حفاظت از مزایای رقابت از طریق قوانین مناقصه موثر برای تامین تجهیزات منابع سودمند
|کد مقاله||سال انتشار||مقاله انگلیسی||ترجمه فارسی||تعداد کلمات|
|16859||2003||10 صفحه PDF||سفارش دهید||محاسبه نشده|
Publisher : Elsevier - Science Direct (الزویر - ساینس دایرکت)
Journal : The Electricity Journal, Volume 16, Issue 6, July 2003, Pages 27–36
Policymakers and regulators continue to face the question of how to optimize benefits to retail consumers through the procurement and resource planning process. In absence of robust retail markets, such optimization will best occur when the utility’s duty to serve is viewed in the context of the utility as portfolio manager.
The purpose of competition in the electricity sector is to provide retail consumers lower cost, greater reliability, and more environmentally responsible electric power service than they would have in the absence of such competition. While the economics of power generation will differ in different regions around the country, competitive markets tend to select the efficient supplier, and the supplier that is able to bring new state-of-the-art generation resources to the market “cheaper, faster, better” will create significant reductions in the costs, risks, and environmental impacts of generation as these new facilities displace or replace older, less efficient, and environmentally costly units. Indeed, over the last five years competitive generators such as Calpine have developed and constructed the majority of new generation capacity throughout North America, representing a multi-billion-dollar investment. In many areas of the country these are the only new generating facilities to come on-line in decades. Such investment was, and continues to be, made without a single penny of utility ratepayer money being at risk. In contrast, these assets were developed at the risk of private debt and equity investors. Due to a variety of events during the last few years—including the California energy crisis, the Enron bankruptcy, the tightening of capital and credit markets, and other factors—many are questioning whether to continue to move towards a more competitive market in the electricity sector. Indeed, some stakeholders have argued for a return, or continuation in some regions, to the “good old days” of cost-of-service rate regulation, where a captive load is served by a vertically integrated monopoly utility. However, there has been little discussion recently about the costs and risks to ratepayers of monopoly-led central planning. To optimize the provision of electric service to retail ratepayers, utilities must be accountable not only to consistent and appropriate regulatory oversight, but also to the discipline of competitive wholesale electric markets. In most parts of the country, retail electric consumers do not have any meaningful choice regarding their service provider, nor do they have a meaningful say regarding how their utility provides such service. Their options regarding procurement and other forms of resource planning continue to be made by the vertically integrated regulated utilities. In other words, in contrast to many other products or services, individual electric customers have very little input regarding attributes such as price, risk, and the environmental impact of the service that they take. This raises the oft-discussed question of how such procurement and resource planning activities should be conducted. Specifically, how does the process ensure that the decisions of the vertically integrated monopoly utility result in the optimal balance of risk, cost, and environmental benefit to the retail consumer? In many regions, utilities are, in a real sense, managing a portfolio of generation resources on their customer’s behalf. As a result, the utility resource planning process—including resource procurement—thus becomes the single most important avenue for the utility customers to optimize the overall costs and benefits associated with electricity supply. As a fundamental component to this determination, the resource procurement process must be transparent, free of conflict, and appropriately designed to permit a complete evaluation of not only direct costs, but also take into account indirect costs, such as environmental impacts. Absent the development of fully open and competitive wholesale and retail markets, a central question is whether utilities should revert to building capacity to meet their own needs, as some have proposed, or whether state regulators should require utilities to use competitive bidding to procure new generating resources. Unfortunately, some jurisdictions provide no guidance on this issue at all, and few states have specific rules and regulations in place to determine how the utilities should go about the process of competitive procurement in today’s market. Some states have already recognized the significance of these issues and are currently revisiting the resource planning and procurement processes or have already done so. Among these are Arizona, California, Florida, Louisiana, New York, Oregon, and Washington.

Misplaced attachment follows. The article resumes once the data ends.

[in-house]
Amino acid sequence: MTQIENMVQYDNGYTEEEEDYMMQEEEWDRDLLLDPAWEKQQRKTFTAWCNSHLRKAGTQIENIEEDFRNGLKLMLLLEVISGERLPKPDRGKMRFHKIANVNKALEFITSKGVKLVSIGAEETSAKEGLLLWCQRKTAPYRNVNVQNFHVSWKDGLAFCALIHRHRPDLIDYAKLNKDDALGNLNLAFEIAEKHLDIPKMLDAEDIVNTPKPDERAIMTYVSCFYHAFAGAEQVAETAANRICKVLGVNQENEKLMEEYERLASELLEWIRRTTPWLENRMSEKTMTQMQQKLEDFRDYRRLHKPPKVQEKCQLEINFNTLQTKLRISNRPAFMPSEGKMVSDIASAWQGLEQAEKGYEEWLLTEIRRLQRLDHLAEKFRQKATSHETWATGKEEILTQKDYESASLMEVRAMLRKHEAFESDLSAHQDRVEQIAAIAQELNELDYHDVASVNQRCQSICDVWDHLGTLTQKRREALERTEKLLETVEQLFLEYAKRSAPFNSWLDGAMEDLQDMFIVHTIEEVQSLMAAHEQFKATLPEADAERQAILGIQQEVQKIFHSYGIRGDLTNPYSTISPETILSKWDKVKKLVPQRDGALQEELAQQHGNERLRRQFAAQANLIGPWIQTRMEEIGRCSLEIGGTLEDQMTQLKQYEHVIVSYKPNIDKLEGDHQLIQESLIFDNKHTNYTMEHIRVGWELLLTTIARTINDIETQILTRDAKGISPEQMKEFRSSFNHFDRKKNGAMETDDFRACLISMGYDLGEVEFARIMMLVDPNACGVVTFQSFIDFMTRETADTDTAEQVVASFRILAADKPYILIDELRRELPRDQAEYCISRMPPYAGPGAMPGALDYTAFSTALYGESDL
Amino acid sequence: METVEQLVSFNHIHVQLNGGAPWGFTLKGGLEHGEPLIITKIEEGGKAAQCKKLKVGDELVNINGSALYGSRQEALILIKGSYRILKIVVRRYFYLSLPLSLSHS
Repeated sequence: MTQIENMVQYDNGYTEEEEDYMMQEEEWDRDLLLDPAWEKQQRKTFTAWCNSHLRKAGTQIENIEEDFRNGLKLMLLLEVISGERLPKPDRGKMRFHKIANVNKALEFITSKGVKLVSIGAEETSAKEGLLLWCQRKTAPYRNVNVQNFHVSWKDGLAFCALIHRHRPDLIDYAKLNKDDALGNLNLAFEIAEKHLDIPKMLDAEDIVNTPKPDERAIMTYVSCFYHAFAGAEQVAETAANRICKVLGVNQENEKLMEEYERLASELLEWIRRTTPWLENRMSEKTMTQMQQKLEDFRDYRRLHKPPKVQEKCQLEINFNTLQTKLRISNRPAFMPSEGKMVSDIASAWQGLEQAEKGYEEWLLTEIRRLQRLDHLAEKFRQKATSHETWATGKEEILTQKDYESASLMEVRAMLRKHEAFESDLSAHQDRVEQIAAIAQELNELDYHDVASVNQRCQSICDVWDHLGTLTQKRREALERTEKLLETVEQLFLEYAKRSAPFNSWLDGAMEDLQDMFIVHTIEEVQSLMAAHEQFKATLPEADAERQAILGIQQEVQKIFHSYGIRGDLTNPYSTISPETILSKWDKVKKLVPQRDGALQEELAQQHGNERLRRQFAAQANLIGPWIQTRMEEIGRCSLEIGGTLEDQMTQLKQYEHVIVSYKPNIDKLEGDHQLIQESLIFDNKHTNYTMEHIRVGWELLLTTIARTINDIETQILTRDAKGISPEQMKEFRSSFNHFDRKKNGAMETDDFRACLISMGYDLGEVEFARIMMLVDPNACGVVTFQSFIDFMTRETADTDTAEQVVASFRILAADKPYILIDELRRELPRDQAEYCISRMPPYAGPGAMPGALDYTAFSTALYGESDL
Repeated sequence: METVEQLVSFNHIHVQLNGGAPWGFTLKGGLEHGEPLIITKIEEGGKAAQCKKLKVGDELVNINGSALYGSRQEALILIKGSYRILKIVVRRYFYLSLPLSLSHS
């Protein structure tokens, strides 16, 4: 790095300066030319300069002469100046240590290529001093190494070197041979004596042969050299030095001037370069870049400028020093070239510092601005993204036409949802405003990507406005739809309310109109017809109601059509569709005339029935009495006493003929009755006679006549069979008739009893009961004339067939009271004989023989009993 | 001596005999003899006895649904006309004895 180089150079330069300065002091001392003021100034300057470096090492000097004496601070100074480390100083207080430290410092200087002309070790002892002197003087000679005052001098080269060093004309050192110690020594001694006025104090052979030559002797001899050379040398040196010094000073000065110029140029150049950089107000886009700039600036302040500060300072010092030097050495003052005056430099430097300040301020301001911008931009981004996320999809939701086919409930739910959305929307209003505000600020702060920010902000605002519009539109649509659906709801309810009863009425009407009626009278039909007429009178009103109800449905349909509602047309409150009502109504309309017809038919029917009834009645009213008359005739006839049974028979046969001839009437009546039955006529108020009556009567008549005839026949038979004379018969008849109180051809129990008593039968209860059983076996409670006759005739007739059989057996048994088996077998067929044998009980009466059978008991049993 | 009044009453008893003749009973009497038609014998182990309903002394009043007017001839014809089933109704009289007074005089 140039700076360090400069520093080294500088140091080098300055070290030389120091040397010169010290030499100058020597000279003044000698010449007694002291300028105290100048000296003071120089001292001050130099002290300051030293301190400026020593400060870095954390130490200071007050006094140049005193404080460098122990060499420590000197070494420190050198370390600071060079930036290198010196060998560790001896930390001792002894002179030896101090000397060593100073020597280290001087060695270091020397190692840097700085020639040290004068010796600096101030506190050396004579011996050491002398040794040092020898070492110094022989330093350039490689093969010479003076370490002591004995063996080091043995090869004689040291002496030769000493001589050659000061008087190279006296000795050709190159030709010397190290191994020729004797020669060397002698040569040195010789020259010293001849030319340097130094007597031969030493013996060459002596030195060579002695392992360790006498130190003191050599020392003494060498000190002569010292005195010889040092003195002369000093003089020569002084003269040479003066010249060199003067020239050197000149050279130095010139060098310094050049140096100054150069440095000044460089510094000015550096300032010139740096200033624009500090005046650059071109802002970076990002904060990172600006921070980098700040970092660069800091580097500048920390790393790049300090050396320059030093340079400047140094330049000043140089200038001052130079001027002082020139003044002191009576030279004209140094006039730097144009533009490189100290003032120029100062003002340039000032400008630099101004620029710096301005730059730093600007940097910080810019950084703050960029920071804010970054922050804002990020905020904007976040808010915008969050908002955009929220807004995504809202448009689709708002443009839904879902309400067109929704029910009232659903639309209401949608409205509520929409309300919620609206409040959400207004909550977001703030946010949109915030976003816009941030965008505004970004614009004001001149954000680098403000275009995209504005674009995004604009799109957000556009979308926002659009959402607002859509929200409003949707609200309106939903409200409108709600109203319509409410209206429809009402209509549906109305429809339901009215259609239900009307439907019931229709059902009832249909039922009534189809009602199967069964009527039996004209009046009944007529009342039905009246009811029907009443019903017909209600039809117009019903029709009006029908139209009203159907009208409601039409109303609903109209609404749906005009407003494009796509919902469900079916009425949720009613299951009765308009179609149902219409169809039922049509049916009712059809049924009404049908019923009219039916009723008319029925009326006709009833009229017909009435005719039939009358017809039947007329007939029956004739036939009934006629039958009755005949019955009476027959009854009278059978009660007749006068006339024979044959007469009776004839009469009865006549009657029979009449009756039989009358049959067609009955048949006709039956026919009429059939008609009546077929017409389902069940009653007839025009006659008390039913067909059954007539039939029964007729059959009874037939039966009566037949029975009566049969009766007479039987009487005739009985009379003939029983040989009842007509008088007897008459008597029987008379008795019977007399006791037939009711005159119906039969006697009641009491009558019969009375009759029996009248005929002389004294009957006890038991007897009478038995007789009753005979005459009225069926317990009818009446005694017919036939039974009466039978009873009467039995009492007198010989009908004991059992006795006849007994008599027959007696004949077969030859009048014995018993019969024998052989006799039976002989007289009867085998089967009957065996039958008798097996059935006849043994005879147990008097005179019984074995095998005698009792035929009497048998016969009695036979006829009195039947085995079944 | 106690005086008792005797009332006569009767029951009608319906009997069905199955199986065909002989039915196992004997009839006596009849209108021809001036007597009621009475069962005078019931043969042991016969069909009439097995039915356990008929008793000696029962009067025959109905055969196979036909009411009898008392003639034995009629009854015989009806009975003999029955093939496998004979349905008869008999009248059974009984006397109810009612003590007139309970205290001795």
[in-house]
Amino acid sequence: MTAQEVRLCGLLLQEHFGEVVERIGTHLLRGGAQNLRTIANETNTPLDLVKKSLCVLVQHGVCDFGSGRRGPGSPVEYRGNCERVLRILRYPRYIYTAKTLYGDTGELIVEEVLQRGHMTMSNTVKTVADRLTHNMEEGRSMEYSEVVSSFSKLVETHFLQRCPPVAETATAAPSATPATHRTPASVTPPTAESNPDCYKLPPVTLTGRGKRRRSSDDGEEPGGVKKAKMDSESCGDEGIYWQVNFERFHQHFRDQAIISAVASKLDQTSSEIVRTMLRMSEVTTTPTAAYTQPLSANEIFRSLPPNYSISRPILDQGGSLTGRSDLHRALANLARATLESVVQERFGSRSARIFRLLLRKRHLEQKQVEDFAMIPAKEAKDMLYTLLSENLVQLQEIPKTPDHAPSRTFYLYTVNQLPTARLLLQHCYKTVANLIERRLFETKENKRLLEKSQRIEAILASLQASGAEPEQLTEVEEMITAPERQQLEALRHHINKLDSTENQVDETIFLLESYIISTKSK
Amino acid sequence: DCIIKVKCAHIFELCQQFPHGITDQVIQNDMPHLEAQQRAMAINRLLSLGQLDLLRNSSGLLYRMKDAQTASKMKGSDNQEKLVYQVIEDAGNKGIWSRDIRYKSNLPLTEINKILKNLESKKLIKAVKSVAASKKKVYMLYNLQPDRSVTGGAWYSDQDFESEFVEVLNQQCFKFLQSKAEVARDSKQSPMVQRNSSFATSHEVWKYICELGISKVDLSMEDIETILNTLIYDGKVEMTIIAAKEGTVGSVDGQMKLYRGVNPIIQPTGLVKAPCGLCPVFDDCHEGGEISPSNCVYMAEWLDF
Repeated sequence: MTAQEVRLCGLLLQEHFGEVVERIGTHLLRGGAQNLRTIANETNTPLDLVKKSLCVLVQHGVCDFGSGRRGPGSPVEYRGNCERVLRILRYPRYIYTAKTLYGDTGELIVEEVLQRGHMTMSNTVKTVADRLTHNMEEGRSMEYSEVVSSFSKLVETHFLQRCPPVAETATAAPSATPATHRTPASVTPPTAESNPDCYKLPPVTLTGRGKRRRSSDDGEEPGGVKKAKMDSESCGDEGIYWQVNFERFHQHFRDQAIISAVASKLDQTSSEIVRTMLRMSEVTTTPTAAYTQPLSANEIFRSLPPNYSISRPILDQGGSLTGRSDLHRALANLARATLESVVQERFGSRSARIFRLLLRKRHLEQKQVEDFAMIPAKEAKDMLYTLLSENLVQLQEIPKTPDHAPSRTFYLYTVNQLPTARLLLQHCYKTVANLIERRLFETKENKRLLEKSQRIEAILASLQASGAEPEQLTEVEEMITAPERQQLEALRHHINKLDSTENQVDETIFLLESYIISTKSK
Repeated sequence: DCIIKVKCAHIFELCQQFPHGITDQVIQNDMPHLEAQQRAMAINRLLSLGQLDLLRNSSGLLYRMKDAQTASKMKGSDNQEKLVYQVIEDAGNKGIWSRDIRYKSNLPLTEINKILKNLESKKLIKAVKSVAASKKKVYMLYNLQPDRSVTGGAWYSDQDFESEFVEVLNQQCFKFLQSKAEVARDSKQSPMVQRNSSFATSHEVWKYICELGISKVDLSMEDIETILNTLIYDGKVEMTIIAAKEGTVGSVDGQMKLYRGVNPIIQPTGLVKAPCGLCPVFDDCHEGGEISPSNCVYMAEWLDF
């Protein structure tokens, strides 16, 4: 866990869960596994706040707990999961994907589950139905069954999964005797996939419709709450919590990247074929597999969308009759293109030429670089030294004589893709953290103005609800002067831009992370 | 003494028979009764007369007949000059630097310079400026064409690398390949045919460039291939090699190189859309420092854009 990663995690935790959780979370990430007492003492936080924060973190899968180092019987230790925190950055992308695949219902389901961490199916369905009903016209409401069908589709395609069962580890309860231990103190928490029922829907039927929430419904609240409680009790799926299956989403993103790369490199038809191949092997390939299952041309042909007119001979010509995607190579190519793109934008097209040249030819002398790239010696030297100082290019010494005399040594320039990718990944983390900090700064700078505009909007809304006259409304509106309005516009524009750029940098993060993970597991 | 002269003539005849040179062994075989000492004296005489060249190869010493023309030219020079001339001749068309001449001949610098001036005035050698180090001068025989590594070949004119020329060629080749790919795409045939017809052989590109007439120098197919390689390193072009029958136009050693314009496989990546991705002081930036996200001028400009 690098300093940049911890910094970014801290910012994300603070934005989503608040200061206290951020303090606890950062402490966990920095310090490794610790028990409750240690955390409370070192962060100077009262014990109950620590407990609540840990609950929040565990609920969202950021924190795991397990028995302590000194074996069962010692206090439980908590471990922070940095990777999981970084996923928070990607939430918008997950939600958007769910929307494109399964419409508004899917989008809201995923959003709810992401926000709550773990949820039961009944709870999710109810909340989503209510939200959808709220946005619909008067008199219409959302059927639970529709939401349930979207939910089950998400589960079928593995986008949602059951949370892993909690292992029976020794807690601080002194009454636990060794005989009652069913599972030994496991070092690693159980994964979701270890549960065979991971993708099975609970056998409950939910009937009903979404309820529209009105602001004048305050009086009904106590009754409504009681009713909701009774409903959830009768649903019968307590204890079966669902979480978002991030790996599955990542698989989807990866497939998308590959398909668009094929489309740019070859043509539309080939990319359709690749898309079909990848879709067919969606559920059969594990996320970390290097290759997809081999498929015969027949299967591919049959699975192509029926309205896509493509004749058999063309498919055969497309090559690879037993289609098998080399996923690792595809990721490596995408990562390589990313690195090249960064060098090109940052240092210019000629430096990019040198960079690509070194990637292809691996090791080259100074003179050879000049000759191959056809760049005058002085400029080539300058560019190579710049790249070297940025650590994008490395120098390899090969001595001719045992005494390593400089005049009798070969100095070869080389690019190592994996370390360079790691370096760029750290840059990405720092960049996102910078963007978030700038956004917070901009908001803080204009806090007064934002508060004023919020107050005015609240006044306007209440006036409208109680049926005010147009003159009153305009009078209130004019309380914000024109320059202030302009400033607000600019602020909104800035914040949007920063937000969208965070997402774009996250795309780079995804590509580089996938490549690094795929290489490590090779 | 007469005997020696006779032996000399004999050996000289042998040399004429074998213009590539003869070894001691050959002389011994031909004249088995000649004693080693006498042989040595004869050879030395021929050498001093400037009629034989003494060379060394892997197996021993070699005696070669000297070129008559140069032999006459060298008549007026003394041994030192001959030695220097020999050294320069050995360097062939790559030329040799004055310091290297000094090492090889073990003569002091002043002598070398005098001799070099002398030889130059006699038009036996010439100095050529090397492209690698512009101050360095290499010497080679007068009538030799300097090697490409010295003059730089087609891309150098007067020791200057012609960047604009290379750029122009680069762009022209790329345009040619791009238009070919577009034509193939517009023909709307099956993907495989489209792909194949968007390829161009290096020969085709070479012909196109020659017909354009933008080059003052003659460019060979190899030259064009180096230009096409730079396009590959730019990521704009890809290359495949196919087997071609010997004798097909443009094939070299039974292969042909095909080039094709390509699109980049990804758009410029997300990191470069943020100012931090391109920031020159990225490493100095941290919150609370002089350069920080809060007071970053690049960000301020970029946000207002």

نتیجه گیری انگلیسی
Policymakers and regulators continue to face the question of how to optimize the benefits to retail consumers through the procurement and resource planning process. We suggest that in absence of robust retail markets, such optimization will best occur when the utility’s duty to serve is viewed in the context of the utility as portfolio manager. As the portfolio manager for a certain load, the utility should receive before-the-fact parameters concerning the optimal level of price risk and environmental costs that should be borne by consumers. Thereafter the utility should be required to implement such procurement and resource planning activities under the “best practices” guidelines set forth in this article to assure that consumers enjoy the benefits of competition and that the utility not advantage its shareholders at the expense of the competitive process. Policymakers and regulators in states that do not have workably competitive bidding rules for utility procurement and resource planning should address this problem expeditiously in order to assure that consumers will not be denied the benefits of a process that is disciplined through competition. 1 See, e.g., C. Harrington, D. Moskovitz, W. Shirley, F. Weston, R. Sedano, and R. Cowart, Portfolio Management: Looking after the Interests of Ordinary Customers in an Electric Market that Isn’t Working Very Well, The Regulatory Assistance Project, July 2002.